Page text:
Ban on wiretap evidence in NI courts draws criticism…

GORDON Brown’s statement paving the way for phone-tap evidence to be used in court (subject to conditions) in England and Wales has led to criticism in Northern Ireland. Both the DUP’s Sammy Wilson and Chief Constable Sir Hugh Orde have questioned why such evidence can’t be used here. Brown’s only response so far is: “This is a recommendation of the committee, in the first instance, in relation to public interest immunity certificates. That is why, for example, the use of such material could not be applied immediately to Scotland, but I will consider the points that the hon. Gentleman has raised.”

The critical paragraph from the Chilcot report [pdf] states that:

public enquiries have wide-ranging powers to order disclosure, that cannot be fettered by public interest immunity, which would need to be considered. The Police Ombudsman for Northern Ireland may also, in accordance with section 66 of the Police (Northern Ireland) Act 2000, require that the Chief Constable of the Police Service of Northern Ireland provide him with any information in his possession, regardless of its nature or potential sensitivity. While the Police Ombudsman is confident that he has appropriate measures in place to protect sensitive information, this Review will need to take due regard of these powers. Because of these particular risks, we recommend no change to the current legal regime for interception in Northern Ireland.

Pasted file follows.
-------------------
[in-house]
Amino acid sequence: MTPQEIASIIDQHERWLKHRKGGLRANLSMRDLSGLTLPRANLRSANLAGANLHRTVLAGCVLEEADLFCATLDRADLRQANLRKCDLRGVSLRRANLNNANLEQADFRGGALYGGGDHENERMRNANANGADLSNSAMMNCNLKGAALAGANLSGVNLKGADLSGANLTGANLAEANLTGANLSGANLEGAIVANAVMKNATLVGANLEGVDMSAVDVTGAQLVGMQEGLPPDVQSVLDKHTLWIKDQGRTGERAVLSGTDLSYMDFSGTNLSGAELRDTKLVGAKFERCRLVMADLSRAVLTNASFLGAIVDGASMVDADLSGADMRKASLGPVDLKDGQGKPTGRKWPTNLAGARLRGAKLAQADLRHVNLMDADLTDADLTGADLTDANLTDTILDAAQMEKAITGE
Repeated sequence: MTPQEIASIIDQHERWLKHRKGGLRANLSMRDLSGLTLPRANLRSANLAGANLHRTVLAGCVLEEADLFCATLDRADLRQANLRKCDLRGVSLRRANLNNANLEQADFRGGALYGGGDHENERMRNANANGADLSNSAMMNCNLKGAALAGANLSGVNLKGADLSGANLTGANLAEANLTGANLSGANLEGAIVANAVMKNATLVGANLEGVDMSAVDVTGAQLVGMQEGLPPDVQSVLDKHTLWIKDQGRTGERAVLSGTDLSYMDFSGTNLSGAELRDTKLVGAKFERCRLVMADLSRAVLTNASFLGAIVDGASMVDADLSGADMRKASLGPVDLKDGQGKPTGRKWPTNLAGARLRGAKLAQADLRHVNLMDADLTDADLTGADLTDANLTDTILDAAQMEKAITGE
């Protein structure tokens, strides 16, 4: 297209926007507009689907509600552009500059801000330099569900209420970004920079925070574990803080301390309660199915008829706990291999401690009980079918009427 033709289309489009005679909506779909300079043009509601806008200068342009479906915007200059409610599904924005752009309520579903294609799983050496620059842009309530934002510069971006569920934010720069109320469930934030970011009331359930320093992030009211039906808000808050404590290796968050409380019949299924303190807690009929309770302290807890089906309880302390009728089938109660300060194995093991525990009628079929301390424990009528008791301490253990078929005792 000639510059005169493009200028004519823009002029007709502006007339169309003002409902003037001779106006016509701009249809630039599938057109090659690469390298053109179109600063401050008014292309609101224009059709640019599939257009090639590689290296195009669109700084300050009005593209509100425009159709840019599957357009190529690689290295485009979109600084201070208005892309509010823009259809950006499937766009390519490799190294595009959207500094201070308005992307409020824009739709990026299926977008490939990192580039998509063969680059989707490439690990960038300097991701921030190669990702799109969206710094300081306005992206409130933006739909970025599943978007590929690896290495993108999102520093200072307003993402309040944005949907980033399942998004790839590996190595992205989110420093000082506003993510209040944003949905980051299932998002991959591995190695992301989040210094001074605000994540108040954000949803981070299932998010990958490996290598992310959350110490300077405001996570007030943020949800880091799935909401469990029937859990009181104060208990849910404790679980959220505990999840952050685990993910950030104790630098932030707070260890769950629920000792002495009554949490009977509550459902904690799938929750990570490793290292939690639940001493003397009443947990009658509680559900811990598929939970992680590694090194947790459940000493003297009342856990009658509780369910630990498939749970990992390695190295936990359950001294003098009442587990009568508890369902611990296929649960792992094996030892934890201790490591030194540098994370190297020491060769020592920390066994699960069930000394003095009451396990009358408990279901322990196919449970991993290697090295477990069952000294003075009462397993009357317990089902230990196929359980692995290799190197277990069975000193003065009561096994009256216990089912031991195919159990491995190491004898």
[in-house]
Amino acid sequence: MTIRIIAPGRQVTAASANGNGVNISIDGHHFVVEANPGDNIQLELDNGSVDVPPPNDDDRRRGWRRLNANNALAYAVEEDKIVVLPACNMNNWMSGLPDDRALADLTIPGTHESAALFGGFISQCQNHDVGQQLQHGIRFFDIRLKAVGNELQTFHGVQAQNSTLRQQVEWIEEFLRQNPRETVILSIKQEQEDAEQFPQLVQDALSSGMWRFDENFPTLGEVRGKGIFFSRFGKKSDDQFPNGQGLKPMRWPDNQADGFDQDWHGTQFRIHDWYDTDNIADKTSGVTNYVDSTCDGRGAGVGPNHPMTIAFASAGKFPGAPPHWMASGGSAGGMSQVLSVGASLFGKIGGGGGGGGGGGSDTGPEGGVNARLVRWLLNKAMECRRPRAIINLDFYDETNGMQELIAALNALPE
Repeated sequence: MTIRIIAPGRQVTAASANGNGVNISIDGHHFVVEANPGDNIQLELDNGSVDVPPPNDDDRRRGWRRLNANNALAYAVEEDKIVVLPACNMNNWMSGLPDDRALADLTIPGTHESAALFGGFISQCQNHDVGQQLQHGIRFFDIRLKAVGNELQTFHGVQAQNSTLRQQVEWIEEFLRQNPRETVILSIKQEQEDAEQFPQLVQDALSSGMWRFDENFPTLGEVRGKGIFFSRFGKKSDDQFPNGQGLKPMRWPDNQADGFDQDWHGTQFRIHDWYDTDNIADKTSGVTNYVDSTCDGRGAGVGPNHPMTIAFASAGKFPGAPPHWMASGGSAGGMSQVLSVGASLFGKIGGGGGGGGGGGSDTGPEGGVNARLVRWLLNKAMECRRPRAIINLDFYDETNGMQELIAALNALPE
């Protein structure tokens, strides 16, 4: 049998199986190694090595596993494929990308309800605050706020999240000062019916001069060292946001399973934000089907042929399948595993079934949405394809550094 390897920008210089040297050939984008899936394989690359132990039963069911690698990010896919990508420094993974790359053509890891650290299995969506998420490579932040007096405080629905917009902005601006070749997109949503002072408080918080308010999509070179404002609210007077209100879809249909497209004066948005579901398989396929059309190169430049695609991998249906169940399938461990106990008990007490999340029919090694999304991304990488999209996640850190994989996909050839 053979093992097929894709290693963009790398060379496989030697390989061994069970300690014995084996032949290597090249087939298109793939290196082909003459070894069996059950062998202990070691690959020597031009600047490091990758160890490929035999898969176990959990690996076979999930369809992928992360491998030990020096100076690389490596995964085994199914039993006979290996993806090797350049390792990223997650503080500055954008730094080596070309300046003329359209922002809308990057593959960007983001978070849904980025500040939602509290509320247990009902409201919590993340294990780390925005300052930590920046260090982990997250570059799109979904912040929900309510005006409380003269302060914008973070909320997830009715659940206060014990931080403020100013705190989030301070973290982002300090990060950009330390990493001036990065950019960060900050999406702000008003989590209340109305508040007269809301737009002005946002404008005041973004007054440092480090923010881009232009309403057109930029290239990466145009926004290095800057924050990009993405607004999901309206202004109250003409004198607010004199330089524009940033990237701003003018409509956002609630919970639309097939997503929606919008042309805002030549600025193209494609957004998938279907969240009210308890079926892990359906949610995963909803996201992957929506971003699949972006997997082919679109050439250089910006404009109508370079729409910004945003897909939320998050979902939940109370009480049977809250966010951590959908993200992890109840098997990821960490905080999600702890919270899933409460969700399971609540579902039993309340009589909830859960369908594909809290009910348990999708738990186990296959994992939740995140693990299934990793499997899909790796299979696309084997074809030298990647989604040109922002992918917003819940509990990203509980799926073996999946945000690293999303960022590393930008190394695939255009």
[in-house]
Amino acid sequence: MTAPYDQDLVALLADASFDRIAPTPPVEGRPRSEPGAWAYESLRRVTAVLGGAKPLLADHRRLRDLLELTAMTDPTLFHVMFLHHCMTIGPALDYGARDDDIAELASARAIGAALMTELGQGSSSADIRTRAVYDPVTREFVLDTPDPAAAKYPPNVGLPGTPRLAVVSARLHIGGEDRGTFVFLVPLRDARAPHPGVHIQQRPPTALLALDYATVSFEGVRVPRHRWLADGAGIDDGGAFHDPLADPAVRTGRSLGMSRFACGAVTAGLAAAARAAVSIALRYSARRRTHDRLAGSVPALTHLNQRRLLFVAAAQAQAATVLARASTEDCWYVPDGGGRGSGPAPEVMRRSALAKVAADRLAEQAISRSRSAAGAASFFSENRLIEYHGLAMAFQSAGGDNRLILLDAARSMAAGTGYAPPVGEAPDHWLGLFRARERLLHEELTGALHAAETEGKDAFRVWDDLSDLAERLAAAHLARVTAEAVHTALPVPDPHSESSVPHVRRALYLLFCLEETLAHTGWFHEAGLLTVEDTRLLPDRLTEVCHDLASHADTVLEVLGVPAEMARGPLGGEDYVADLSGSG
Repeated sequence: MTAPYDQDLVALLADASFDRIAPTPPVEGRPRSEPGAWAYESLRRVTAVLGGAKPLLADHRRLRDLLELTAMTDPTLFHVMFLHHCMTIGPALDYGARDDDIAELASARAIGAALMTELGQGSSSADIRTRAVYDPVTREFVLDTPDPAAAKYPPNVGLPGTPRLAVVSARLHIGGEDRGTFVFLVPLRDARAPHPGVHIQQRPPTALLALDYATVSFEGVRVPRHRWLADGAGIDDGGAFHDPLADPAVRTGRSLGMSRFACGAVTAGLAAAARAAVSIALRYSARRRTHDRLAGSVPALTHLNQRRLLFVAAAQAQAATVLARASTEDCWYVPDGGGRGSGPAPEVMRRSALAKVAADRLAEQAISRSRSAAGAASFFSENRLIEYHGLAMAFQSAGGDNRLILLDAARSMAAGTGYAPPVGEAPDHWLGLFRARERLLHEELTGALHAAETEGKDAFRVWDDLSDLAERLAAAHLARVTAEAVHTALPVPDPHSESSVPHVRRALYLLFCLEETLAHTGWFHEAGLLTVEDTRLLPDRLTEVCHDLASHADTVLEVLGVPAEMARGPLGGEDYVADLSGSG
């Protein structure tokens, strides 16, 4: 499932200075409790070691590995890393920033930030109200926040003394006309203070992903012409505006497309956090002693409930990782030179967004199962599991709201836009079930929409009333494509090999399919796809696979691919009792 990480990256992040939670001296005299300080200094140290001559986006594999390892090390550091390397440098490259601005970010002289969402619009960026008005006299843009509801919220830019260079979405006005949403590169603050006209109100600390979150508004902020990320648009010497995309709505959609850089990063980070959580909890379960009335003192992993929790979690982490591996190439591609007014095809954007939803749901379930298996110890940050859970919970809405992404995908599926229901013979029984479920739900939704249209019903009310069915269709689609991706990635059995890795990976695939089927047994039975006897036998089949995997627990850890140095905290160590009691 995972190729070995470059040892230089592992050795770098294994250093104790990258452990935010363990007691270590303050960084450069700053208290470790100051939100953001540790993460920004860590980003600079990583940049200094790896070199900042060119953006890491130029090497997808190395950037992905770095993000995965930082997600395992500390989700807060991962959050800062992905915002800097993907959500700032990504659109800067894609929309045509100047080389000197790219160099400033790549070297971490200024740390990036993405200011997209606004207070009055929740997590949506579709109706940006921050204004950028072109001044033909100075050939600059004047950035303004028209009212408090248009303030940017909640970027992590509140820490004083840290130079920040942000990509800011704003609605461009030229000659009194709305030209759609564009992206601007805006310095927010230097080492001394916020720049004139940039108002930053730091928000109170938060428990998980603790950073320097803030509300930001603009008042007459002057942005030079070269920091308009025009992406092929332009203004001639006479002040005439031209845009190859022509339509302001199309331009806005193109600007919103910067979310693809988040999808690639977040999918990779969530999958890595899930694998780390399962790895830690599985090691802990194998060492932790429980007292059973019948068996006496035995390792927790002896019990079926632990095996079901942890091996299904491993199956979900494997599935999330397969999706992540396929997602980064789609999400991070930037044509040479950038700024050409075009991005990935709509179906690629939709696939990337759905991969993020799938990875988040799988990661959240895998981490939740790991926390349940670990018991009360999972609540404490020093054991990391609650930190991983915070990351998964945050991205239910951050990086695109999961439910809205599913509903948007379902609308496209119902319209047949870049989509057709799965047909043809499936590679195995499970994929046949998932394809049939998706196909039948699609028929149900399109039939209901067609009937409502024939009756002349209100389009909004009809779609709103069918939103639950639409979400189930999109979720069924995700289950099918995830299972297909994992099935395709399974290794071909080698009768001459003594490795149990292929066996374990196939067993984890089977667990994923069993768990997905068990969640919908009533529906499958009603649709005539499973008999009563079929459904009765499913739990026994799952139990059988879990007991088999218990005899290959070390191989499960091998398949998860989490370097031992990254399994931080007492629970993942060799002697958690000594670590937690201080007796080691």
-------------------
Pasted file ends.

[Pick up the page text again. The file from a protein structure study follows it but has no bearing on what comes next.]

Those with greater knowledge of these things than me can judge whether these reasons are credible; on the face of it, I thought public inquiries could be severely limited and hidden by the new Inquiries Act, while the second reason doesn’t exactly sound like a ringing endorsement of Government confidence the police watchdog.

It certainly didn’t impress Orde, who’s been calling for this for some time and who was left out of the loop before the announcement.

Orde said: “I can’t think of a logical reason that would exclude Northern Ireland from that debate. I would be concerned if I was excluded.”

Perhaps, as well as protecting agents or informers, Brown doesn’t want to upset the devolution of policing and justice. Phone-tapping has, of course, been used here for years, but it looks like it will remain within the hidden realms of intelligence, and not be revealed as evidence in courts.